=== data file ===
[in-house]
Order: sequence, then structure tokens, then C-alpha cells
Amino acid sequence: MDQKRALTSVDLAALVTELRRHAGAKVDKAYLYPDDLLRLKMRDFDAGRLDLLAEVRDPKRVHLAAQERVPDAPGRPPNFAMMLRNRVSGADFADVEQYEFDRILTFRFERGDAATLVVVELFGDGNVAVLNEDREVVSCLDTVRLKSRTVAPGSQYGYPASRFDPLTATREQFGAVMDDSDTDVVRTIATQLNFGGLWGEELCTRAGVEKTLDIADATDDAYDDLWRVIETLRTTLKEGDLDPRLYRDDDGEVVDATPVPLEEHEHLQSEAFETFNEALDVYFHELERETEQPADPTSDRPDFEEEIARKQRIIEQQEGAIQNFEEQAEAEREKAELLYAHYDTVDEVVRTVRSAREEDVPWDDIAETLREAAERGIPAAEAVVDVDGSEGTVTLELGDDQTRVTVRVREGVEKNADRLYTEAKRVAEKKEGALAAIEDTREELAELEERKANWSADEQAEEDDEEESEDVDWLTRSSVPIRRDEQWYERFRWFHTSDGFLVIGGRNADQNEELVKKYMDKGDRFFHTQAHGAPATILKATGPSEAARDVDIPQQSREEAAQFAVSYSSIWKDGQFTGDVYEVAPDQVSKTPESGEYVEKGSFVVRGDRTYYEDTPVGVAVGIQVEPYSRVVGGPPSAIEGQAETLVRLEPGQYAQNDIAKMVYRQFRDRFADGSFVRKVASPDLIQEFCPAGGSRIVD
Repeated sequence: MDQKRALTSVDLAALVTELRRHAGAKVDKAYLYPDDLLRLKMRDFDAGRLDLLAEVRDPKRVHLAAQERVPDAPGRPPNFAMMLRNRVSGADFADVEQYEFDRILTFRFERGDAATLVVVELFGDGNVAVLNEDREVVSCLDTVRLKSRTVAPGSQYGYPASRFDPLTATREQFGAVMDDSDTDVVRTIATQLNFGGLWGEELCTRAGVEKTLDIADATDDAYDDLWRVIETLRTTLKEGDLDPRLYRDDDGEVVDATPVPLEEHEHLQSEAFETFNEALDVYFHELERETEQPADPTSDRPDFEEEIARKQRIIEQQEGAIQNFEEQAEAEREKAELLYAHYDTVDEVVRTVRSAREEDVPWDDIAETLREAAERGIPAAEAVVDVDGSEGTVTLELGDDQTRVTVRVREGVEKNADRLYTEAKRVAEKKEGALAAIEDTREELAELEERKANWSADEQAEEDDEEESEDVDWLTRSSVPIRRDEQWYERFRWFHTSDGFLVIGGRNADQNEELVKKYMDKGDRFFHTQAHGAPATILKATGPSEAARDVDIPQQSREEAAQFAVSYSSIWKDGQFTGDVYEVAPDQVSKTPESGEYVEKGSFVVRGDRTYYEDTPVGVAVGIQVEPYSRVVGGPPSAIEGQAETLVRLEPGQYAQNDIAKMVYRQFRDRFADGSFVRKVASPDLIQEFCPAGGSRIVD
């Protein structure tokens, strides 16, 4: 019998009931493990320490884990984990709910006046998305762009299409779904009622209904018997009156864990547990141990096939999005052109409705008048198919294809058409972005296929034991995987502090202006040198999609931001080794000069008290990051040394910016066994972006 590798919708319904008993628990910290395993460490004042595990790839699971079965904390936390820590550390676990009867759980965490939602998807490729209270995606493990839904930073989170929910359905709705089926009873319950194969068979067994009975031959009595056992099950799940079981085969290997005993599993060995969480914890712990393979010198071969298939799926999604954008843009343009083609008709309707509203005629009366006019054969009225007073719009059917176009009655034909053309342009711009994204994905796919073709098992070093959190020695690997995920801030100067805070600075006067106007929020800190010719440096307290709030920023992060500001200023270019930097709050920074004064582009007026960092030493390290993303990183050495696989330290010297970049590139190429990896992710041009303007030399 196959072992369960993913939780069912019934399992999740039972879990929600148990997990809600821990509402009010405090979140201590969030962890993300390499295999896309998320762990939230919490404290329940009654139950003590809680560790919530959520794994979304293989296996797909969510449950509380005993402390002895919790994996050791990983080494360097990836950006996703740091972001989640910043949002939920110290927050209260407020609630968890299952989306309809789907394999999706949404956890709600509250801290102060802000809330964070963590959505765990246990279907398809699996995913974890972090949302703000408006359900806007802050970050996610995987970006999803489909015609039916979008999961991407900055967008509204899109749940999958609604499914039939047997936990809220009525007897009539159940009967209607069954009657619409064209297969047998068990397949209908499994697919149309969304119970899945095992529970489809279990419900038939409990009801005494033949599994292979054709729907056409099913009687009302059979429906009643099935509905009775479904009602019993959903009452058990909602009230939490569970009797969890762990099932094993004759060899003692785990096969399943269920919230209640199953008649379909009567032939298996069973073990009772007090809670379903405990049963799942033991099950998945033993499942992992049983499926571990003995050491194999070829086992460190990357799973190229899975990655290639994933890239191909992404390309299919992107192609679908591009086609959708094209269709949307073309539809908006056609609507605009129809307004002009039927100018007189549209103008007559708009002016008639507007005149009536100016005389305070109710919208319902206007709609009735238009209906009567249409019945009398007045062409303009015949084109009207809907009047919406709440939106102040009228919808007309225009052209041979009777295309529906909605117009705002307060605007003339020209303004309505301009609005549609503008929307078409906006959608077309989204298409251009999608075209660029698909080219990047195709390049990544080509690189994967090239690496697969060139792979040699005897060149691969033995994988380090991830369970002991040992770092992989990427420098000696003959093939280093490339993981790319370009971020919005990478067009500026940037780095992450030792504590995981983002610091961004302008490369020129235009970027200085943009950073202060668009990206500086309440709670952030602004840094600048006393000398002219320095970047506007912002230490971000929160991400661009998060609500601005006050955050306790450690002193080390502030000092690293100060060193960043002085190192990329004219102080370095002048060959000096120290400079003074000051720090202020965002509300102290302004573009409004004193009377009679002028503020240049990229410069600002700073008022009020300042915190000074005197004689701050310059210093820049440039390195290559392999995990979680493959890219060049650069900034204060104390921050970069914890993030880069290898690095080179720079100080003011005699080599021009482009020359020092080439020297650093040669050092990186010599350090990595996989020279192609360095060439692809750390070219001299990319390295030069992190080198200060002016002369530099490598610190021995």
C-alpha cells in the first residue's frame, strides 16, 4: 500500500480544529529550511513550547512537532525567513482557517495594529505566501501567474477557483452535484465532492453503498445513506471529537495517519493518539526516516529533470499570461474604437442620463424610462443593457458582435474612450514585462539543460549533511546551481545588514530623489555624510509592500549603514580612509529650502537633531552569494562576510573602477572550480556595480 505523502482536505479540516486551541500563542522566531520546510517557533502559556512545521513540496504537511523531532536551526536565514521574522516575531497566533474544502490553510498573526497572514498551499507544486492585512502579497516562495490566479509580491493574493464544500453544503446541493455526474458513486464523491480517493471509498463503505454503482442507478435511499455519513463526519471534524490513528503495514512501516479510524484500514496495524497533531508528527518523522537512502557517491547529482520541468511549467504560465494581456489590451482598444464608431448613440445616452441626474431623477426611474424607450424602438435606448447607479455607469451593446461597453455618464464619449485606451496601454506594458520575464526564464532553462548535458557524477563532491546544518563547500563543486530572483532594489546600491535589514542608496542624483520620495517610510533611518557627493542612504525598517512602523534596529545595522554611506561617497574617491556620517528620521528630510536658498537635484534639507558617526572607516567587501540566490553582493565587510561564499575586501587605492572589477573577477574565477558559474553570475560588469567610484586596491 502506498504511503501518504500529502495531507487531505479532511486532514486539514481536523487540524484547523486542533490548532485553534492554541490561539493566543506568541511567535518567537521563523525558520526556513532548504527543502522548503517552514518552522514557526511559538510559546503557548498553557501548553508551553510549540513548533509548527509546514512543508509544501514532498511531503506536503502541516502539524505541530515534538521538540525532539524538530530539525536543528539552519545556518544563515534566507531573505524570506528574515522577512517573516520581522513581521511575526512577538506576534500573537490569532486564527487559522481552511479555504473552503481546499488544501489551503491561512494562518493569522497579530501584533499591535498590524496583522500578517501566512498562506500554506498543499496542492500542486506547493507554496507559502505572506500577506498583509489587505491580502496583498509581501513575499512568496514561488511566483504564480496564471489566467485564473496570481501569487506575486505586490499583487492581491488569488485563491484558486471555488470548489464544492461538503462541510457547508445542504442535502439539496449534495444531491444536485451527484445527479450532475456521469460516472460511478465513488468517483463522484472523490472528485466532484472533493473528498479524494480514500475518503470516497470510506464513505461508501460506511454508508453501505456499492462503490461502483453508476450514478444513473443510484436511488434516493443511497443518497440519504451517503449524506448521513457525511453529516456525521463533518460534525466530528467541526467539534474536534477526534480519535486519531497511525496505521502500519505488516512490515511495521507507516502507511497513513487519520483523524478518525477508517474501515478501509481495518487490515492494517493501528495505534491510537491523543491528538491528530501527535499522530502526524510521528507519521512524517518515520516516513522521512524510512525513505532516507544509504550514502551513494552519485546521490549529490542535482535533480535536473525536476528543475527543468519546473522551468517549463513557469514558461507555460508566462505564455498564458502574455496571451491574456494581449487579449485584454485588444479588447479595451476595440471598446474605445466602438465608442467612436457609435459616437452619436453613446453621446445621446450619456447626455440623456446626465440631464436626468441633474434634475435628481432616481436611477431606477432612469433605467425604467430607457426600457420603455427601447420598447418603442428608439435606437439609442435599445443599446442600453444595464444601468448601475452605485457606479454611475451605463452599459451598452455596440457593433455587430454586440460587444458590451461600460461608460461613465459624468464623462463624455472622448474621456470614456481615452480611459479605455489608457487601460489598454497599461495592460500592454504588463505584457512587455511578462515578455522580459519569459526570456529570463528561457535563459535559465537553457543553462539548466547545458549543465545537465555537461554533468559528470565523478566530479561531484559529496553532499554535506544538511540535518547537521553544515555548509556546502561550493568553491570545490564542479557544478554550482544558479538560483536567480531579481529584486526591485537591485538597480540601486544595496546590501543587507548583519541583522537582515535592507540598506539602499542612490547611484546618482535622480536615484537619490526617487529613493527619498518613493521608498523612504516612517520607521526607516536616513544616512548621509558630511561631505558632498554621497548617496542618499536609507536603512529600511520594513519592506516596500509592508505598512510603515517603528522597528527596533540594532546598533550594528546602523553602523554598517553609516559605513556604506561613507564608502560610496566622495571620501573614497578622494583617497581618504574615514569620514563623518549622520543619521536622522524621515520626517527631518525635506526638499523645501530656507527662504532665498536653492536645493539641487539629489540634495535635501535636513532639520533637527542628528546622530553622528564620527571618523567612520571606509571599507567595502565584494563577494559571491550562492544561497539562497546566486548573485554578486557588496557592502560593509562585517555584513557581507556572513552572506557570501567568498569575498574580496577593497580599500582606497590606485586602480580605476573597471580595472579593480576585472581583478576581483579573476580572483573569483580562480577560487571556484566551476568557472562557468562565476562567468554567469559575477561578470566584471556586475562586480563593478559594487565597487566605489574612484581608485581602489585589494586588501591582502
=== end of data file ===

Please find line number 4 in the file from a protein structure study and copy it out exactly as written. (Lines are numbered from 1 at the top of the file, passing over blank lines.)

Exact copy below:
Repeated sequence: MDQKRALTSVDLAALVTELRRHAGAKVDKAYLYPDDLLRLKMRDFDAGRLDLLAEVRDPKRVHLAAQERVPDAPGRPPNFAMMLRNRVSGADFADVEQYEFDRILTFRFERGDAATLVVVELFGDGNVAVLNEDREVVSCLDTVRLKSRTVAPGSQYGYPASRFDPLTATREQFGAVMDDSDTDVVRTIATQLNFGGLWGEELCTRAGVEKTLDIADATDDAYDDLWRVIETLRTTLKEGDLDPRLYRDDDGEVVDATPVPLEEHEHLQSEAFETFNEALDVYFHELERETEQPADPTSDRPDFEEEIARKQRIIEQQEGAIQNFEEQAEAEREKAELLYAHYDTVDEVVRTVRSAREEDVPWDDIAETLREAAERGIPAAEAVVDVDGSEGTVTLELGDDQTRVTVRVREGVEKNADRLYTEAKRVAEKKEGALAAIEDTREELAELEERKANWSADEQAEEDDEEESEDVDWLTRSSVPIRRDEQWYERFRWFHTSDGFLVIGGRNADQNEELVKKYMDKGDRFFHTQAHGAPATILKATGPSEAARDVDIPQQSREEAAQFAVSYSSIWKDGQFTGDVYEVAPDQVSKTPESGEYVEKGSFVVRGDRTYYEDTPVGVAVGIQVEPYSRVVGGPPSAIEGQAETLVRLEPGQYAQNDIAKMVYRQFRDRFADGSFVRKVASPDLIQEFCPAGGSRIVD